It occurred to me the other day that I am not easy to stereotype.
Not me, personally. People who live where I do – Spokane, Washington.
Many in other parts of the country tend to think of the Northwest as a bastion of progressive politics. Others see our region as infested with racist nuts.
Because you live around here, you realize neither image presents a complete picture.
I got to thinking about this because of Mrs. Bass and her daughter, Betsy.
They have known my mother longer than I have been alive. And lately, as my mother has had a couple of setbacks, they have been among her most faithful correspondents. They send cheerful cards and upbeat notes that I read to my mother and then tack up on her bulletin board.
I haven’t seen these women since they came to Spokane for a visit 10 or 12 years ago. But it would be only a slight exaggeration to say I love Mrs. Bass and Betsy.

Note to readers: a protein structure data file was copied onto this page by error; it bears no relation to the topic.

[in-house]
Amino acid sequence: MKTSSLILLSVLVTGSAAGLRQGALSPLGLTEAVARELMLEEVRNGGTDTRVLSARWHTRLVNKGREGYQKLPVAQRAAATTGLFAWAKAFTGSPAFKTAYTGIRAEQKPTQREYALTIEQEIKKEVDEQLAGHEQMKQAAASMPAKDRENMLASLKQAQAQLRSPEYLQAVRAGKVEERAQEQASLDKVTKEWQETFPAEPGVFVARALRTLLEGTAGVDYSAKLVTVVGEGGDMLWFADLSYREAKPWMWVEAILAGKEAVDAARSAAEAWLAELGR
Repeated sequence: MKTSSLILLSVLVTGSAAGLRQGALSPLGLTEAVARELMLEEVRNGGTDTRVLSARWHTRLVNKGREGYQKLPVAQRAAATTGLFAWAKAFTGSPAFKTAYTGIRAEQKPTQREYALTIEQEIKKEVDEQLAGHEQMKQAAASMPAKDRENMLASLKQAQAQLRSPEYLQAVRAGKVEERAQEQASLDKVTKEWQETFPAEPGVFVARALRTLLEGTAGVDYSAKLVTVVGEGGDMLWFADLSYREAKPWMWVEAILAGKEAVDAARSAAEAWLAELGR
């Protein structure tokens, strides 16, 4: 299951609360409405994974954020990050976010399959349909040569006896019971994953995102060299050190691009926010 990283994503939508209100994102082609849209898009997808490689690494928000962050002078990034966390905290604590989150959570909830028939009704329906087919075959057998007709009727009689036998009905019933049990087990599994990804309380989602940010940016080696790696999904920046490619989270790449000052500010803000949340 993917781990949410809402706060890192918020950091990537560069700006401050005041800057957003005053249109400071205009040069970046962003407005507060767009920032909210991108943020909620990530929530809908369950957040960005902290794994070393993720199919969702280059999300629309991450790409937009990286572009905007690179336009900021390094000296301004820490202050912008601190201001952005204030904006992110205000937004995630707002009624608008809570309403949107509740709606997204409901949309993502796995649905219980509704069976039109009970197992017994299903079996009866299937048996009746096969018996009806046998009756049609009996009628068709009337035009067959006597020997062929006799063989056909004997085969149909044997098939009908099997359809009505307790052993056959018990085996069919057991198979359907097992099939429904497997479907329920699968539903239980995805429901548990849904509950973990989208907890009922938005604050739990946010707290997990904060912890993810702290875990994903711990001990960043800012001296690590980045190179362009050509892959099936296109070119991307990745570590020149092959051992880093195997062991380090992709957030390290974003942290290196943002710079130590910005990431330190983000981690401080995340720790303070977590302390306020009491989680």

Did I mention that they are Texans?
No, because we love generalizations. And I know what a lot of people here think when they hear that someone is from the Lone Star State.
As if tens of millions of people would all be exactly alike.
So anyway, please keep your comments about Mrs. Bass and Betsy to yourself. I will not have them bad-mouthed.
Let’s face it. Judging people on the basis of where they live instead of what’s in their hearts is a dubious proposition.
I might be baffled by many voters in Spokane Valley. But that doesn’t mean I don’t have dear friends there.
And the political antics in Idaho might make me scratch my head. But I happen to know plenty of Gem State residents who are, quite simply, great people.
So what would someone far from here assume about me if he or she heard that I’m from Spokane?
Who knows. I’m sure this area shapes me to some significant extent. But the truth is, I’m just a guy taking it day by day and trying to be half as good as a couple of women in Texas who have recently reminded me what loyalty looks like.
Today’s Slice question: If there was such a thing as “Spokane Day,” on what date would it be celebrated and why?